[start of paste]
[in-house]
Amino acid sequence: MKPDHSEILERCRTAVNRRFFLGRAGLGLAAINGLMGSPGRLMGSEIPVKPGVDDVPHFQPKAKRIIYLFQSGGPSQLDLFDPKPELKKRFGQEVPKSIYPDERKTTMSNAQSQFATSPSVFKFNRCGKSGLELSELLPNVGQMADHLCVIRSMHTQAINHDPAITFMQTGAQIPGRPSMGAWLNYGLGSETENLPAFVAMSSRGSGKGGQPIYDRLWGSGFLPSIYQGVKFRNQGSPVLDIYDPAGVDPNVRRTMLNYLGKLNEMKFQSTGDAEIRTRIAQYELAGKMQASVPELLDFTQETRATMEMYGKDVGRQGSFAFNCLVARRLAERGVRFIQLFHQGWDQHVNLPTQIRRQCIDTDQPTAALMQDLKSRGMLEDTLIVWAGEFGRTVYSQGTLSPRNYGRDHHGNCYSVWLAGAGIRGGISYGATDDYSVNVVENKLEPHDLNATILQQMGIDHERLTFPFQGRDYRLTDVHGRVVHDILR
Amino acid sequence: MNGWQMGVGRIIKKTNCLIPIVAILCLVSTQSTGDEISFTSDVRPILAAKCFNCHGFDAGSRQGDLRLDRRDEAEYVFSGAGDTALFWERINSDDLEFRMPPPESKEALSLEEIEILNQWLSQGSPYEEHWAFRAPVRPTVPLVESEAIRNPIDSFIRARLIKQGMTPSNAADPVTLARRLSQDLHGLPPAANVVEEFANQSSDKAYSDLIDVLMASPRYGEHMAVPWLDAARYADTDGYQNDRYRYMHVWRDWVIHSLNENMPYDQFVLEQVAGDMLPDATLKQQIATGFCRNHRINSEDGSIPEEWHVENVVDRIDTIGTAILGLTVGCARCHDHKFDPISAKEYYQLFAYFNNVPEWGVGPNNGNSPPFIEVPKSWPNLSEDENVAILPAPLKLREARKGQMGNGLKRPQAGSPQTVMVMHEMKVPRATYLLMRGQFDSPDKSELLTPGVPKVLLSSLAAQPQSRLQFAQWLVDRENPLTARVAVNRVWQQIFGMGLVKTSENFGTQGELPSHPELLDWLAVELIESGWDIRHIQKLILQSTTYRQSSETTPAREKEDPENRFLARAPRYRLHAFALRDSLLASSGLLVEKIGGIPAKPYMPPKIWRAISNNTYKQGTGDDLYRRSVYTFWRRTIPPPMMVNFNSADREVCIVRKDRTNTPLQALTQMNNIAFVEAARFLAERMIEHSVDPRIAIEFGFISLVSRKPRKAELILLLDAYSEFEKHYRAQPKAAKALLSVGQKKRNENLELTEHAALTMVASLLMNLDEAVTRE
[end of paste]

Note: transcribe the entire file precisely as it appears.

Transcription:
[in-house]
Amino acid sequence: MKPDHSEILERCRTAVNRRFFLGRAGLGLAAINGLMGSPGRLMGSEIPVKPGVDDVPHFQPKAKRIIYLFQSGGPSQLDLFDPKPELKKRFGQEVPKSIYPDERKTTMSNAQSQFATSPSVFKFNRCGKSGLELSELLPNVGQMADHLCVIRSMHTQAINHDPAITFMQTGAQIPGRPSMGAWLNYGLGSETENLPAFVAMSSRGSGKGGQPIYDRLWGSGFLPSIYQGVKFRNQGSPVLDIYDPAGVDPNVRRTMLNYLGKLNEMKFQSTGDAEIRTRIAQYELAGKMQASVPELLDFTQETRATMEMYGKDVGRQGSFAFNCLVARRLAERGVRFIQLFHQGWDQHVNLPTQIRRQCIDTDQPTAALMQDLKSRGMLEDTLIVWAGEFGRTVYSQGTLSPRNYGRDHHGNCYSVWLAGAGIRGGISYGATDDYSVNVVENKLEPHDLNATILQQMGIDHERLTFPFQGRDYRLTDVHGRVVHDILR
Amino acid sequence: MNGWQMGVGRIIKKTNCLIPIVAILCLVSTQSTGDEISFTSDVRPILAAKCFNCHGFDAGSRQGDLRLDRRDEAEYVFSGAGDTALFWERINSDDLEFRMPPPESKEALSLEEIEILNQWLSQGSPYEEHWAFRAPVRPTVPLVESEAIRNPIDSFIRARLIKQGMTPSNAADPVTLARRLSQDLHGLPPAANVVEEFANQSSDKAYSDLIDVLMASPRYGEHMAVPWLDAARYADTDGYQNDRYRYMHVWRDWVIHSLNENMPYDQFVLEQVAGDMLPDATLKQQIATGFCRNHRINSEDGSIPEEWHVENVVDRIDTIGTAILGLTVGCARCHDHKFDPISAKEYYQLFAYFNNVPEWGVGPNNGNSPPFIEVPKSWPNLSEDENVAILPAPLKLREARKGQMGNGLKRPQAGSPQTVMVMHEMKVPRATYLLMRGQFDSPDKSELLTPGVPKVLLSSLAAQPQSRLQFAQWLVDRENPLTARVAVNRVWQQIFGMGLVKTSENFGTQGELPSHPELLDWLAVELIESGWDIRHIQKLILQSTTYRQSSETTPAREKEDPENRFLARAPRYRLHAFALRDSLLASSGLLVEKIGGIPAKPYMPPKIWRAISNNTYKQGTGDDLYRRSVYTFWRRTIPPPMMVNFNSADREVCIVRKDRTNTPLQALTQMNNIAFVEAARFLAERMIEHSVDPRIAIEFGFISLVSRKPRKAELILLLDAYSEFEKHYRAQPKAAKALLSVGQKKRNENLELTEHAALTMVASLLMNLDEAVTRE